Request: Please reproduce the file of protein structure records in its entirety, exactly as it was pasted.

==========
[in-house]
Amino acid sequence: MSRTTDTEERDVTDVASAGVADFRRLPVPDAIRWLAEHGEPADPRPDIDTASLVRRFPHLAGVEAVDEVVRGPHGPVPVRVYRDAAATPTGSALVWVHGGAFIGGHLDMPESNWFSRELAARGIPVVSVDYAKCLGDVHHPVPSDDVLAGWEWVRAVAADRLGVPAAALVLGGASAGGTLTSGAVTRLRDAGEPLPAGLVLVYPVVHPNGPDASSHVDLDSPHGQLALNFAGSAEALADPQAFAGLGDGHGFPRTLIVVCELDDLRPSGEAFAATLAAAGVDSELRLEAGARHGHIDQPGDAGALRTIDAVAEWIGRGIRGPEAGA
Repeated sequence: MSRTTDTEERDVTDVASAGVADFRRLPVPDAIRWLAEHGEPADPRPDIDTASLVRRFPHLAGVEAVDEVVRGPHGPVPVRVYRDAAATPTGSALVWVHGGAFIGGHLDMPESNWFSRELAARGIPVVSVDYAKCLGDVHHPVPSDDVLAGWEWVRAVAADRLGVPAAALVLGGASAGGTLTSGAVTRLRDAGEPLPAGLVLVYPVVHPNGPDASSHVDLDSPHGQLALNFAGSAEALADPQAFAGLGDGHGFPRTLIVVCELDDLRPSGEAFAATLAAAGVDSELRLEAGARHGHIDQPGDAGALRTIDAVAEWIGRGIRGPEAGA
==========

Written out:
[in-house]
Amino acid sequence: MSRTTDTEERDVTDVASAGVADFRRLPVPDAIRWLAEHGEPADPRPDIDTASLVRRFPHLAGVEAVDEVVRGPHGPVPVRVYRDAAATPTGSALVWVHGGAFIGGHLDMPESNWFSRELAARGIPVVSVDYAKCLGDVHHPVPSDDVLAGWEWVRAVAADRLGVPAAALVLGGASAGGTLTSGAVTRLRDAGEPLPAGLVLVYPVVHPNGPDASSHVDLDSPHGQLALNFAGSAEALADPQAFAGLGDGHGFPRTLIVVCELDDLRPSGEAFAATLAAAGVDSELRLEAGARHGHIDQPGDAGALRTIDAVAEWIGRGIRGPEAGA
Repeated sequence: MSRTTDTEERDVTDVASAGVADFRRLPVPDAIRWLAEHGEPADPRPDIDTASLVRRFPHLAGVEAVDEVVRGPHGPVPVRVYRDAAATPTGSALVWVHGGAFIGGHLDMPESNWFSRELAARGIPVVSVDYAKCLGDVHHPVPSDDVLAGWEWVRAVAADRLGVPAAALVLGGASAGGTLTSGAVTRLRDAGEPLPAGLVLVYPVVHPNGPDASSHVDLDSPHGQLALNFAGSAEALADPQAFAGLGDGHGFPRTLIVVCELDDLRPSGEAFAATLAAAGVDSELRLEAGARHGHIDQPGDAGALRTIDAVAEWIGRGIRGPEAGA